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Modeling Coastal Hypoxia: NCCOS Sponsored Research Highlighted in Special Book

Published on: 02/13/2018
Primary Contact(s): alan.lewitus@noaa.gov

A new book highlights NCCOS sponsored hypoxia modeling. It contains original research on numerical simulations of the patterns, controls, and effects of dissolved oxygen dynamics. The book, Modeling Coastal Hypoxia, covers the following:

  • In-depth coverage of coastal hypoxia, a marine science topic with rapidly increasing relevance and global profile;
  • Presents novel mathematical and statistical modeling methods for coastal hypoxia;
  • Synthesizes research and addresses future challenges.

Twelve of 15 chapters feature research by 31 NCCOS sponsored scientists under NGOMEX, CHRP and MERHAB research programs.

Coastal hypoxic zones continue to increase more rapidly since the 1960s, with currently 600-plus documented hypoxic zones in estuarine and coastal waters worldwide. Hypoxia causes lost habitat and the spatial displacement of plankton, large invertebrates, and fish; it often associates with mass mortalities of marine organisms that live on or near the bottom. Besides a widespread environmental problem, coastal hypoxia influenced by riverine inputs attracts socioeconomic and political interest because of its association with agricultural fertilizer activities in the watershed. Scientists expect 1) increased demands to predict ecological responses to hypoxia to quantify the ecological benefits and costs of management actions, and 2) heightened attention to simulated effects of coastal management and climate change in terms of direct relevance to managers and the public. Numerical models can provide the needed information for understanding hypoxia and ensuring effective management, and this book provides a snapshot of representative modeling analyses of coastal hypoxia and its effects.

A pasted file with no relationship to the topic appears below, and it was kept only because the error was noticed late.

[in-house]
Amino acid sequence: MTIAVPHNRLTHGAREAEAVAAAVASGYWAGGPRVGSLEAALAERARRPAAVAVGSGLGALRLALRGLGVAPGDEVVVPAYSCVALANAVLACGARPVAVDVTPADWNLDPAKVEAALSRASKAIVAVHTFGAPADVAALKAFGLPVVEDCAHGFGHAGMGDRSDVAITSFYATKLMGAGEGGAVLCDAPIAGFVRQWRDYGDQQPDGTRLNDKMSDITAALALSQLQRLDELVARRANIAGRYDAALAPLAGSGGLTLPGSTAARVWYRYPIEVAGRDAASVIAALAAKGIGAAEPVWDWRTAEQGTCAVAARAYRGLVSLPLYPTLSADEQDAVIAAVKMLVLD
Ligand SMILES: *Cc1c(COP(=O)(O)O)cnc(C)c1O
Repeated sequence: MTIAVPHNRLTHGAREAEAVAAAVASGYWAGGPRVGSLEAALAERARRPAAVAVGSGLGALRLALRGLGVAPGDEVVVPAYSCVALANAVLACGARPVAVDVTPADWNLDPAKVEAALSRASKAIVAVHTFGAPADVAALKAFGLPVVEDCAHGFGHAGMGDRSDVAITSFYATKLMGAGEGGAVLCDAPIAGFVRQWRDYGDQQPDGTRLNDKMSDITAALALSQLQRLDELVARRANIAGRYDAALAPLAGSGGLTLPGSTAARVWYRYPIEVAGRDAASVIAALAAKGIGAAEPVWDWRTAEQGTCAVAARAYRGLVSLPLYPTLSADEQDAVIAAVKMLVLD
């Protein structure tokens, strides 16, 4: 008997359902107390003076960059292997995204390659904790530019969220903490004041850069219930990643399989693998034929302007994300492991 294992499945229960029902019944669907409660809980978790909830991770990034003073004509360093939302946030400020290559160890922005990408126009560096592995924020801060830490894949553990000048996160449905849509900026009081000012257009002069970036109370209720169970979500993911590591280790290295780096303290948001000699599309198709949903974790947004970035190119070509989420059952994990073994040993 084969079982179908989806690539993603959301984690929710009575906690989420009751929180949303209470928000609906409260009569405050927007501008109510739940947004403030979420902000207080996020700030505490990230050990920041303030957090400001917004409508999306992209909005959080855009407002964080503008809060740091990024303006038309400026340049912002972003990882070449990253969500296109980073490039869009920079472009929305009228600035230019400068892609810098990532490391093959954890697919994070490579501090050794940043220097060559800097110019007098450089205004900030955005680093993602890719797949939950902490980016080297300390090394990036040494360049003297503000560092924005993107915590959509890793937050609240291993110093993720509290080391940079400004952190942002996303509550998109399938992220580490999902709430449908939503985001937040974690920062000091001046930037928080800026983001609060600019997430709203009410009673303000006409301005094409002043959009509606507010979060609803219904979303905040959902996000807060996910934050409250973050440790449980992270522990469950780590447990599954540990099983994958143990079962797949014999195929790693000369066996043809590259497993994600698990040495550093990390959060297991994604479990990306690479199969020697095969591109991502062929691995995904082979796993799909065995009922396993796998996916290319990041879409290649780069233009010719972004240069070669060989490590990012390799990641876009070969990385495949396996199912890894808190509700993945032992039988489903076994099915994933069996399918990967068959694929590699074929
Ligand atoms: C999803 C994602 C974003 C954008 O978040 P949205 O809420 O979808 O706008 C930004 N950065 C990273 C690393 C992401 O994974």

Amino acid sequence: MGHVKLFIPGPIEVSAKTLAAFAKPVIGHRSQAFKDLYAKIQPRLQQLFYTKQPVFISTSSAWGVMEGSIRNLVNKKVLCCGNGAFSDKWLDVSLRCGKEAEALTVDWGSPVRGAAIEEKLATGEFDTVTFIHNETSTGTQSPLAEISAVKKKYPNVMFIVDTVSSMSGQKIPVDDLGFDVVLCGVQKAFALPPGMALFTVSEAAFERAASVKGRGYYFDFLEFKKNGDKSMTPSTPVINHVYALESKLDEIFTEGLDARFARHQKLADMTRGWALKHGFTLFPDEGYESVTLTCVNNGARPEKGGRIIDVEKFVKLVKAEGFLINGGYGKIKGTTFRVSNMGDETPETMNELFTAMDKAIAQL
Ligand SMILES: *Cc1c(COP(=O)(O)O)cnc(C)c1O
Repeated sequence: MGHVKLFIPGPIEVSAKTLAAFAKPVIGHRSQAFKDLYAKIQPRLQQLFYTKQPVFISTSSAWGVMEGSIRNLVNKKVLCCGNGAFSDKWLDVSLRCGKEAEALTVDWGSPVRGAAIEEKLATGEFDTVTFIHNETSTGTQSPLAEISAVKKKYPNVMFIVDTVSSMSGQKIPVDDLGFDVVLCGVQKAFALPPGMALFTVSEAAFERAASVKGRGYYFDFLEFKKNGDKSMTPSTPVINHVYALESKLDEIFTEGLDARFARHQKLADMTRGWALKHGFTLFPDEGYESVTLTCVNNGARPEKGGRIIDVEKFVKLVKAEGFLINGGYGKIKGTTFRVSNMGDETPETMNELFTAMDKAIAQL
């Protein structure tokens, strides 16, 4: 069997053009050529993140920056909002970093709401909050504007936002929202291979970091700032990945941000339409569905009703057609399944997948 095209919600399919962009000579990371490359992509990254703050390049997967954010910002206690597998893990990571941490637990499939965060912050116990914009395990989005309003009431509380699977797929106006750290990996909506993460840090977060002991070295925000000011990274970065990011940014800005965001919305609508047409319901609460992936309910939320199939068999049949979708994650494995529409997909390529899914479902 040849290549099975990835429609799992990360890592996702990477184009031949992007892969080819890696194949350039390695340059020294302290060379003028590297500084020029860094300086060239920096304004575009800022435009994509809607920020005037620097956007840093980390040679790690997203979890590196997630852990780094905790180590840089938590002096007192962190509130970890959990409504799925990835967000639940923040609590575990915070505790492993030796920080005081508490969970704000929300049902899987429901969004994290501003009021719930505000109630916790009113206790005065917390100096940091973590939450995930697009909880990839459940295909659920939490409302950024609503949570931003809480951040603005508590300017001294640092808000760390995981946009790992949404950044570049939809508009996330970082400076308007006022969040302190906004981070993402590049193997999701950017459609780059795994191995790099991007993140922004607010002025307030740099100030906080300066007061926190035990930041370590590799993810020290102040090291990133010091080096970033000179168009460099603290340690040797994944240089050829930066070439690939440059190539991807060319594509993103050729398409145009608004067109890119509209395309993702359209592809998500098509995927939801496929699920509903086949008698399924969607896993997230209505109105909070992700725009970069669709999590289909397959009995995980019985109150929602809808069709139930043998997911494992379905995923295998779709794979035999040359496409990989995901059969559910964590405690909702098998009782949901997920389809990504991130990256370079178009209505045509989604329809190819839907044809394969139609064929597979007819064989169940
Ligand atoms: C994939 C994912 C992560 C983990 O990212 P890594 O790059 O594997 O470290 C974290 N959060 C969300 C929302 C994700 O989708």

The editors broadly organize 15 peer-reviewed chapters around three main topics:  1) Modeling of the physical controls on hypoxia, 2) Modeling of biogeochemical controls and feedbacks, and 3) Modeling of the ecological effects of hypoxia. The final chapter is a synthesis chapter that draws generalities from the earlier chapters, highlights strengths and weaknesses of the current state-of-the-art modeling, and offers recommendations on future directions.

Citation: Justic, Dubravko, Kenneth A. Rose, Robert D. Hetland, and Katja Fennel (eds.) 2017. Modeling Coastal Hypoxia: Numerical Simulations of Patterns, Controls and Effects of Dissolved Oxygen Dynamics. Springer International Publishing, AG, Cham, Switzerland. 433 pp.

For more information, contact Alan.Lewitus@noaa.gov.

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